Çoban Salatası: The Turkish Salad You Should Know About

In the heat of summer, making dinner can feel like a hassle. It can be tempting to choose cold summer recipes to beat the heat, but wait — we may have a solution for those hot evenings you can't imagine turning the oven on. There is a way to put together a fulfilling meal without overheating yourself or your home, and the vegetable drawer of your fridge has the answer. It's time to prepare a salad.

Salads were historically a mixed bowl of vegetables and leafy greens enjoyed by Greeks and Romans, according to FoodTimeline.org, and vegetables were doused in a salty dressing (this is why we call it salad, thanks to all the "sal" — or salt — the greens were flavored with). It makes sense that Mediterranean dishes are often light and flavorful; as summer temperatures skyrocket, refreshing produce and cool ingredients from the sea come to the rescue. It feels only right that some of the best summer salads are from this region. 

The origins of çoban salatası

Çoban salatası is assumed by Miss Party to have originated when Turkish shepherds carried tomatoes, cucumbers, and onions with them into the fields for lunch, and the simple on-the-job dish became a staple in their daily routines. Do not be mistaken: Simplistic roots do not make this summer recipe any less delicious. Chock full of crunchy, refreshing vegetables, çoban salatası is an easy-to-make meal or side dish, prepared and served quickly to hungry family and guests.

Though Turkish in creation, this shepherd's salad is actually made up of veggies not native to the Mediterranean country. According to Smithsonian Magazine, ingredients like tomatoes were only transported from the Americas to the Old World during the 16th century. Cucumbers and green chilis are native to India, so the çoban salatası was most likely invented after the globalization of produce (via Integrated Pest Management at the University of Missouri).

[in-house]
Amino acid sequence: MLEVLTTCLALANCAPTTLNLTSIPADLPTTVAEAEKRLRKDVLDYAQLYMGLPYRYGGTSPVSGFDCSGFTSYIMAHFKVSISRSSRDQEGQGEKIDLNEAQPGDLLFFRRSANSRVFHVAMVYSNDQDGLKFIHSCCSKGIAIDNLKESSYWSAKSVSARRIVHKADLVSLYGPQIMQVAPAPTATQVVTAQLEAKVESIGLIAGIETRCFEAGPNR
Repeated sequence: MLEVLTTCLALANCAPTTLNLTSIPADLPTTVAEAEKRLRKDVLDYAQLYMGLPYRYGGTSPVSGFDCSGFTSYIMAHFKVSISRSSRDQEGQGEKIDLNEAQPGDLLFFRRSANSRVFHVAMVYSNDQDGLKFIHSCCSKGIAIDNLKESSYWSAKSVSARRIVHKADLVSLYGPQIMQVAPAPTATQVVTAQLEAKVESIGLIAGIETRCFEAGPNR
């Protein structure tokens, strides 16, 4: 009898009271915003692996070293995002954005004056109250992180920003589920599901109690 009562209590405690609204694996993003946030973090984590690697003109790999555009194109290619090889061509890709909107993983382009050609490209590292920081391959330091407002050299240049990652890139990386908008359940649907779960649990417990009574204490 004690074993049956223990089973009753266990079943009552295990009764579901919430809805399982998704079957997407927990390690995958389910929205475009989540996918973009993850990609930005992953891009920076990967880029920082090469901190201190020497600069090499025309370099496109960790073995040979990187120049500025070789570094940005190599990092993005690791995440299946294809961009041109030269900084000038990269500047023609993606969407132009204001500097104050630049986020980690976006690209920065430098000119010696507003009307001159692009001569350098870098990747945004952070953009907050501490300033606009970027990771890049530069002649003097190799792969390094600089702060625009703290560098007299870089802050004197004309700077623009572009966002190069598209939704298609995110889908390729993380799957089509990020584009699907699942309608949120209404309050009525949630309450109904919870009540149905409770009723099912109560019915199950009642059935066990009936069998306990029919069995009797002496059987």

What is çoban salatası?

The book "Essential Turkish Cuisine" by Engin Akin describes Turkish çoban salatası as a summer salad with a refreshing and mildly acidic base of red tomatoes and cucumbers mixed with green chili, onion, and parsley. After peeling and finely chopping tomato and cucumber into small pieces, onion and green chili are minced and tossed into a bowl with them. If you're worried about serving raw onion in your salad, you're not alone. Raw onion tends to be pungent and can easily overwhelm a dish. Luckily, if this is a concern, Food Hacks suggests soaking onion in ice water and vinegar, then salting them 15 minutes before serving. Taking one of these steps will reduce the intense flavor onion has and will make your çoban salatası more balanced.

Right before serving, Akin mixes olive oil, a pinch of salt, and lemon juice into a dressing to drizzle on top. This will keep your salad from becoming soggy, and the lemon's citrus notes will add to the refreshing nature of this dish (via Recipe Tips). Olives can also be added as a salty garnish for a briny complexity, but if you really want to enhance your salad experience, Turkish Style Cooking adds pomegranate molasses to their dressing to give the çoban salatası natural sweetness.

What does çoban salatası taste like?

Çoban salatası is most commonly eaten as a summer dish throughout Turkey because of its simple, refreshing nature (via Best Middle Eastern Recipes). The base of the shepherd's salad is primarily tomatoes and cucumbers, both of which are in-season and readily available during the summer months. Made of 95% water, cucumbers can help keep you hydrated and "cool as a cucumber" because, as The Spokesman-Review states, the inside temperature of a cucumber always remains cool. Cucumber adds a crunchy aspect to the salad, balancing out the tomato's soft, juicy texture.

Onion and green chili are meant to act as mild, subtle flavoring that can enrich the dish. Use a traditional mild or sweet green chili with the seeds removed before mincing them for the salad. A great salad should always be served with crusty, toasted bread like this ultra-crispy garlic bread to sop up any leftover dressing and vegetable juices. No part of this dish should go to waste!